Breaking Expectations is staff writer Danielle Allsop’s firsthand experience living with mental illness.
I recently found a quote (okay, a meme), which quotes Stephen Frey, author of “A Million Little Pieces.”
Now, as an English major, you’re probably wondering why the hell I would take a quote from a man who allegedly falsified his own memoir. The quote is about the words, not where they came from (though I’m still ashamed to publicly quote Frey).
“If you know someone who’s depressed please resolve to never ask them why. Depression isn’t a straight forward response to a bad situation; depression just is, like the weather.
“Try to understand the blackness, lethargy, hopelessness and loneliness they’re going through. Be there for them when they come through the other side. It’s hard to be a friend to someone who is depressed, but it is one of the kindest, noblest and best things you will ever do.”
I have lived through both scenarios, through the dark days of abandonment of friends who I thought were close and through triumph because of the support from close friends and understanding family, who knew when to push me and when to hold me.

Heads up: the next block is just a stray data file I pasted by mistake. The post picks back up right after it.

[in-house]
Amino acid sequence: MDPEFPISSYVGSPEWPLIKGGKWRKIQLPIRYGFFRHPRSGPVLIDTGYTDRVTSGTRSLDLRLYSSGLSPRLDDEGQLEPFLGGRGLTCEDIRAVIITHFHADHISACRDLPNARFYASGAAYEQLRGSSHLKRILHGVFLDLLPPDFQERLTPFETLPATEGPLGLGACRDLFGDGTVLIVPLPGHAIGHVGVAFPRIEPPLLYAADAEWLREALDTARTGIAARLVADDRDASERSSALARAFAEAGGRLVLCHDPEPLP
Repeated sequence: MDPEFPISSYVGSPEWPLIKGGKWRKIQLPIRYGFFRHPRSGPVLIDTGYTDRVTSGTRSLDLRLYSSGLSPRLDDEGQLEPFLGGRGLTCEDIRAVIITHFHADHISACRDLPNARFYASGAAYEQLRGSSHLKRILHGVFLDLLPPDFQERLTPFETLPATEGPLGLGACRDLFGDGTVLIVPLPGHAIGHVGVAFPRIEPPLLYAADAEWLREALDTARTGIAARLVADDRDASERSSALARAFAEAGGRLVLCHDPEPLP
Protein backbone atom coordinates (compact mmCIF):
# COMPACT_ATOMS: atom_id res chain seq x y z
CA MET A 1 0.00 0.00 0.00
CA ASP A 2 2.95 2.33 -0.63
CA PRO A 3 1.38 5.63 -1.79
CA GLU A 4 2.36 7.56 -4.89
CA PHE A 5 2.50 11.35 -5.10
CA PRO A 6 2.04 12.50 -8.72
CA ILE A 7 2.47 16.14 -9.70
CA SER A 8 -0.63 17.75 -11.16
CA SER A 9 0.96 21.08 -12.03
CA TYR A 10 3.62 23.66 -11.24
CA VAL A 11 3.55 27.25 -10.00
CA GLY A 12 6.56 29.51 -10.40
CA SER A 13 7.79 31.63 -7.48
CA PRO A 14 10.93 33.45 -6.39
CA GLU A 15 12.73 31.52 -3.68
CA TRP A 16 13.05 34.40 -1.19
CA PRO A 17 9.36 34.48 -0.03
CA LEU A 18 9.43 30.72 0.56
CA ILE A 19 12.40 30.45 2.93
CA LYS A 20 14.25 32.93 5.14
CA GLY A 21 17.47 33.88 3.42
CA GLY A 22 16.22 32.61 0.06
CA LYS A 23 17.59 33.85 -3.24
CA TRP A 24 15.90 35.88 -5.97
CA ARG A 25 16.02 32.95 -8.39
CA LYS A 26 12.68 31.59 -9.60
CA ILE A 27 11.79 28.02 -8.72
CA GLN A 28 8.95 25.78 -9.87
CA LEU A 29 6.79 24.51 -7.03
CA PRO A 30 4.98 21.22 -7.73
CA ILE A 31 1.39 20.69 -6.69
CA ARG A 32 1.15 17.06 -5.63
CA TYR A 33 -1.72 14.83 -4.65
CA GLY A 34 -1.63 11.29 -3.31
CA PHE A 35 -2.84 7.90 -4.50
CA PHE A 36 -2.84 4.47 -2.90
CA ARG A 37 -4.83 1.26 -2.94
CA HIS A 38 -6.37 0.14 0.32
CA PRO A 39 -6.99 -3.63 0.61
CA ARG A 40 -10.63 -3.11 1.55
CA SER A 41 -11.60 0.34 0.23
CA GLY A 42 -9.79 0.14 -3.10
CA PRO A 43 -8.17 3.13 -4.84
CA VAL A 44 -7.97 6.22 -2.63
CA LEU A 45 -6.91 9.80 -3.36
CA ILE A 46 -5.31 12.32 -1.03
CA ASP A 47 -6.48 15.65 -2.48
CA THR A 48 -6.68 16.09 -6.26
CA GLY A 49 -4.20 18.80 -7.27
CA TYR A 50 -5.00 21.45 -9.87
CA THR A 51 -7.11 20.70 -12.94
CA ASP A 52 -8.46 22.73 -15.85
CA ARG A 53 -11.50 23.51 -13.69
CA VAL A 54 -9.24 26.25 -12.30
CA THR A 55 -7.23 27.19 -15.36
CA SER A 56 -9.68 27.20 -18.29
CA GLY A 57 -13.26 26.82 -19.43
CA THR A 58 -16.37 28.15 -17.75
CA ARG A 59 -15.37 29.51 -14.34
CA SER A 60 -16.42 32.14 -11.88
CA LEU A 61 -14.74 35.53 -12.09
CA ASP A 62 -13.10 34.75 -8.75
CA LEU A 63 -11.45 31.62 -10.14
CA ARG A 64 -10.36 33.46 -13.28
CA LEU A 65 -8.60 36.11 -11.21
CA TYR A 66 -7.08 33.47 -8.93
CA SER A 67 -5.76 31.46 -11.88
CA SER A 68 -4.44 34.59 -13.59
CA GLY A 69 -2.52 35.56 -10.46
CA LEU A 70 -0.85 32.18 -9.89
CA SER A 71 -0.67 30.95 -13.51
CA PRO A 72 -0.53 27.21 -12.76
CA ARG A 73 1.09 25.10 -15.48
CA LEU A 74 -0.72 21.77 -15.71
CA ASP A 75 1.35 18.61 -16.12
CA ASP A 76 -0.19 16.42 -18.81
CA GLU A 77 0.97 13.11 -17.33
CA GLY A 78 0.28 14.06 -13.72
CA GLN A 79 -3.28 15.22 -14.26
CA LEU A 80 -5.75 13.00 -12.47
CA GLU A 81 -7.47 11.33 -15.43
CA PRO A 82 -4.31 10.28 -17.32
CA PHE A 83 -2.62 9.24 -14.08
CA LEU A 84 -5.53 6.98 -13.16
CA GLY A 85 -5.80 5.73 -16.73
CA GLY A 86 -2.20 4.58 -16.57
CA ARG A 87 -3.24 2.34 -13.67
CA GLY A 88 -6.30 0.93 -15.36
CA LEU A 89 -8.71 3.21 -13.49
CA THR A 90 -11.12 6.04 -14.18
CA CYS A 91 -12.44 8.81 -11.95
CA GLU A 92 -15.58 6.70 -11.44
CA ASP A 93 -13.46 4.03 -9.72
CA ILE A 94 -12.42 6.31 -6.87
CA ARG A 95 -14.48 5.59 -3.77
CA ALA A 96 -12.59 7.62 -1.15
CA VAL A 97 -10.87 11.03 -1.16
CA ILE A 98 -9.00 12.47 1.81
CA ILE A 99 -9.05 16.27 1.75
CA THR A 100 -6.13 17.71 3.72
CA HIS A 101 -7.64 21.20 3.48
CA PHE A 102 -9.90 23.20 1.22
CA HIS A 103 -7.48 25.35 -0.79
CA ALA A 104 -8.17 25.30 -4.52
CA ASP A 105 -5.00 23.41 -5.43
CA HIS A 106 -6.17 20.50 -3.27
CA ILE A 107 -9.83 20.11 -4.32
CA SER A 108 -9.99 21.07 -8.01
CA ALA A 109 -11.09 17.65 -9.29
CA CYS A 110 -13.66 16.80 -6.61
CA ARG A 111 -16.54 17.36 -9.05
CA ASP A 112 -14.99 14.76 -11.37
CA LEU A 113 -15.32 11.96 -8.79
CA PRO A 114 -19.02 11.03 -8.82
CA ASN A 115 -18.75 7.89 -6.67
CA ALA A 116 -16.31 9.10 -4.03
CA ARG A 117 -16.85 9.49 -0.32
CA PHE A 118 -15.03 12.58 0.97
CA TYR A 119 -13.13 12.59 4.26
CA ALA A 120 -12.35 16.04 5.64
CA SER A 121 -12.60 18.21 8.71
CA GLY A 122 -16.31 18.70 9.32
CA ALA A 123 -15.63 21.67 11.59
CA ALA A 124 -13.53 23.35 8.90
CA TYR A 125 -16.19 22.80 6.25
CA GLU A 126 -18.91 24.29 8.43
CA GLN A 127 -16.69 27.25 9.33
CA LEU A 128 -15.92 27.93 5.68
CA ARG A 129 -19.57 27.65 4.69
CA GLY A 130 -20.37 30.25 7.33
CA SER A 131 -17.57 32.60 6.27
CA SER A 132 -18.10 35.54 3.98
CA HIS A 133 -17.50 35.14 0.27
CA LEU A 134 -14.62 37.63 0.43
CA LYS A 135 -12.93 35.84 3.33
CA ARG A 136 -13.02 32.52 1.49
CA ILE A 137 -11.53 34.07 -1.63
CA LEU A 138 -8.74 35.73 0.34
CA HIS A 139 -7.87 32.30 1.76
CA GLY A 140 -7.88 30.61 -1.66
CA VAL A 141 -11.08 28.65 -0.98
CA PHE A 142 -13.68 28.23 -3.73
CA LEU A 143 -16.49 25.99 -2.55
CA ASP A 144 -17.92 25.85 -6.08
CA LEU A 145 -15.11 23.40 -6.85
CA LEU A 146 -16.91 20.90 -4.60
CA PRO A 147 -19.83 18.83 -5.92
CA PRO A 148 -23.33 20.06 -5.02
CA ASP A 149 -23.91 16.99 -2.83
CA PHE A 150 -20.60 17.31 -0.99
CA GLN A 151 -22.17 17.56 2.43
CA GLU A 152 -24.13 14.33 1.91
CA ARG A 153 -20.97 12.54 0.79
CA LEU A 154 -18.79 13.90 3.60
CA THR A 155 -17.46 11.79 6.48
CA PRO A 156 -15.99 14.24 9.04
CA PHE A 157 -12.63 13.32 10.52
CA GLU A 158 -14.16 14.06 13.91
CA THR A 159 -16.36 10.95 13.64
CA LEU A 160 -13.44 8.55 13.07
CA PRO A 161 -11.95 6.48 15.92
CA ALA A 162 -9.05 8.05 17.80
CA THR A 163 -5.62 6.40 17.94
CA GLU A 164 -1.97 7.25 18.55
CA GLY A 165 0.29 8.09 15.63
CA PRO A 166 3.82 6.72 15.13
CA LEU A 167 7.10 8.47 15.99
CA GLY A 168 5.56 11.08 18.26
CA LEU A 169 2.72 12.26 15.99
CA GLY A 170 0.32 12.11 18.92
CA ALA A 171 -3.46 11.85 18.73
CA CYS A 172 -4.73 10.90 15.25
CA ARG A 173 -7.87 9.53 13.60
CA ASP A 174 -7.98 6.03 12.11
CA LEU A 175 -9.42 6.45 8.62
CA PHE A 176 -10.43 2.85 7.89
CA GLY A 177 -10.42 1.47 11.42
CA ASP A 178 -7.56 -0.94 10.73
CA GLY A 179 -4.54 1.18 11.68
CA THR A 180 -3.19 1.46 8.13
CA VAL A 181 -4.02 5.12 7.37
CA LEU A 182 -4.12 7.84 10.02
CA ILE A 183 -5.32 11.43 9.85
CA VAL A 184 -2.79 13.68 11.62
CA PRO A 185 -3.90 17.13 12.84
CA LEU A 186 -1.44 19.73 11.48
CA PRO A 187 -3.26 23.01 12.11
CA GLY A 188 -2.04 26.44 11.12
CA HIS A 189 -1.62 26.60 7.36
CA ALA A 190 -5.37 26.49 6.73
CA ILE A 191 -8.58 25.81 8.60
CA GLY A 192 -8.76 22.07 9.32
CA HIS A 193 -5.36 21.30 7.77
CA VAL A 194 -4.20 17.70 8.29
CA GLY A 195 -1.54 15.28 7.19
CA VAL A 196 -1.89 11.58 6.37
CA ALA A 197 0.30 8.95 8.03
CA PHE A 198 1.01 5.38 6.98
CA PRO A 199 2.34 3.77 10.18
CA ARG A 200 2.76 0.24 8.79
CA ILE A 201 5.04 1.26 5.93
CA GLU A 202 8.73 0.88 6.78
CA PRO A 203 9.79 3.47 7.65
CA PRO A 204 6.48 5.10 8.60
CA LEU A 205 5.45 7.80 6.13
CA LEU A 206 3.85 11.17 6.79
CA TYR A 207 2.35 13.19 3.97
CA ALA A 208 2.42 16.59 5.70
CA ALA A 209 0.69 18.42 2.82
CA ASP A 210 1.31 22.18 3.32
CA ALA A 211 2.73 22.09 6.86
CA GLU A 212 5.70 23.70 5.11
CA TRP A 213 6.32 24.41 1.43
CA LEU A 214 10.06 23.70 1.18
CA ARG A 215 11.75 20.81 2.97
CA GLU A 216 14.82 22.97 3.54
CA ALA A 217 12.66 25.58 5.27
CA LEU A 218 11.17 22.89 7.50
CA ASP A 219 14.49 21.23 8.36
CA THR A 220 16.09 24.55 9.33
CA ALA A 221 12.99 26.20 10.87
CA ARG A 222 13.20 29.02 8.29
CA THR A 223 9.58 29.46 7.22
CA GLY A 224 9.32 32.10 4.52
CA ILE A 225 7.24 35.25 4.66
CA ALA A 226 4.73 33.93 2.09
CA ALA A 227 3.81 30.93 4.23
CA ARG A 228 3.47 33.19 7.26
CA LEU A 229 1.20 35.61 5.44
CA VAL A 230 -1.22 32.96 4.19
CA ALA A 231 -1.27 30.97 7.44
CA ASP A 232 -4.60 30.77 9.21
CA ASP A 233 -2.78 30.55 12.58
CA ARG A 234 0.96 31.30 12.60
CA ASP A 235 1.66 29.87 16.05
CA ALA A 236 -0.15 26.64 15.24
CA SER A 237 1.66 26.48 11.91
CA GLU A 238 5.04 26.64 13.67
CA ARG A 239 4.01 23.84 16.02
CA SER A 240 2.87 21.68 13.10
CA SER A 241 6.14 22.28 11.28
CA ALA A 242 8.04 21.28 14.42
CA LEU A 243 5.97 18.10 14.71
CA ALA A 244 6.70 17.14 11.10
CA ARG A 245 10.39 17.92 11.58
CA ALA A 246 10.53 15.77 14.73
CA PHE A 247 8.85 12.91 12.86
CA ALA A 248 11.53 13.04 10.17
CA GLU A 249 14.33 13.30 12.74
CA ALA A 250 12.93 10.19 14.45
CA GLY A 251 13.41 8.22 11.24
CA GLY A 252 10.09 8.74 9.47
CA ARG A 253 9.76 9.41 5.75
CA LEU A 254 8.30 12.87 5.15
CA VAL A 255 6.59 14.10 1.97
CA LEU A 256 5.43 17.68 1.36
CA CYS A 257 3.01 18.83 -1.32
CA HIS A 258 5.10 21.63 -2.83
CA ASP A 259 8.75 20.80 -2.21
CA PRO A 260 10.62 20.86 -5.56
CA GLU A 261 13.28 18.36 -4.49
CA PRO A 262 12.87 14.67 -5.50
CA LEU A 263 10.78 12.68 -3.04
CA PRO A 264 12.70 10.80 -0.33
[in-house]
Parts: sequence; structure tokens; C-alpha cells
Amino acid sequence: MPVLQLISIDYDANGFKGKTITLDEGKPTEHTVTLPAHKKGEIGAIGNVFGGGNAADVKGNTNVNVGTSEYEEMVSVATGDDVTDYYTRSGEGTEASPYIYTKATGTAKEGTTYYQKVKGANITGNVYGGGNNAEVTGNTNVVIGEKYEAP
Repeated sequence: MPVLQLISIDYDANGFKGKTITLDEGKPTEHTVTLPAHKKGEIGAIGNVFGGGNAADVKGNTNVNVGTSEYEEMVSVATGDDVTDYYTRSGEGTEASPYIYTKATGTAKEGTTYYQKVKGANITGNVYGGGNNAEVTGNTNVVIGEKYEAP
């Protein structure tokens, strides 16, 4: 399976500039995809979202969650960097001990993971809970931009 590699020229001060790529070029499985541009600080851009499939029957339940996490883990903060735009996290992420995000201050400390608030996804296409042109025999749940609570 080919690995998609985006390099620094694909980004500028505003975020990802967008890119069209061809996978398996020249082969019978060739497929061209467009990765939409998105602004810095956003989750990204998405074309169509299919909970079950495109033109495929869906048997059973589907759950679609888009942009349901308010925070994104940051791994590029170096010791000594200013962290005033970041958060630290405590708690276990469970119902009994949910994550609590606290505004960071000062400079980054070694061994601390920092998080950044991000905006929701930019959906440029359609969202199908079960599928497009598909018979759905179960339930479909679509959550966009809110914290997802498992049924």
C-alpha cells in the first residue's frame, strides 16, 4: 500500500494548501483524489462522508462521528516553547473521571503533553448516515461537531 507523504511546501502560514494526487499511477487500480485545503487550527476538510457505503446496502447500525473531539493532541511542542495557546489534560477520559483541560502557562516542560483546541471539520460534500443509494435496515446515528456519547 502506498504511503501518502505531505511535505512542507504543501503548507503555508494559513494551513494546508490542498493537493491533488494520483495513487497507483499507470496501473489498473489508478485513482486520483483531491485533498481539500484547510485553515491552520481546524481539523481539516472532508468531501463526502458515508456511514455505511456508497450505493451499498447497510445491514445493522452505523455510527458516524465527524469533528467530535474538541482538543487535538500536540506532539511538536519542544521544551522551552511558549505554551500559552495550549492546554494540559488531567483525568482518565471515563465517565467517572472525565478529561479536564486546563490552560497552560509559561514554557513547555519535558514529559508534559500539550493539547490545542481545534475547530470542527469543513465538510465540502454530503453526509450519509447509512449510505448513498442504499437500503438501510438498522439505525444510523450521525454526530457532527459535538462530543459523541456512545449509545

The latter has saved my life on more than one occasion. Please understand how much of a difference you have in someone’s life. Even if they’re not dealing with a mental illness, the comfort of knowing someone cares means everything. It means life.
As I leave Boise State, The Arbiter, and my comfort zone that has been this column, I ask you to take these last few words and remember them.
Remember them for your friends who might be going through a rough time, for acquaintances whose demeanor seems a little off.
Make the effort and reach out to someone who looks like they could use a friend. Trust me, it may feel awkward at first, but that simple act of reaching out means the world to that person.
You’ll never know how beautiful an act like that can be until it happens to you when all you want to do is hide from the world.
Remember, what gets broadcasted about mental illness is 99 percent negative.
I hope this column (and Shelby’s) has changed your mind about what mental illnesses look like. We are just two girls trying to change a perception much of the world has. Yes, we are weird, but who isn’t?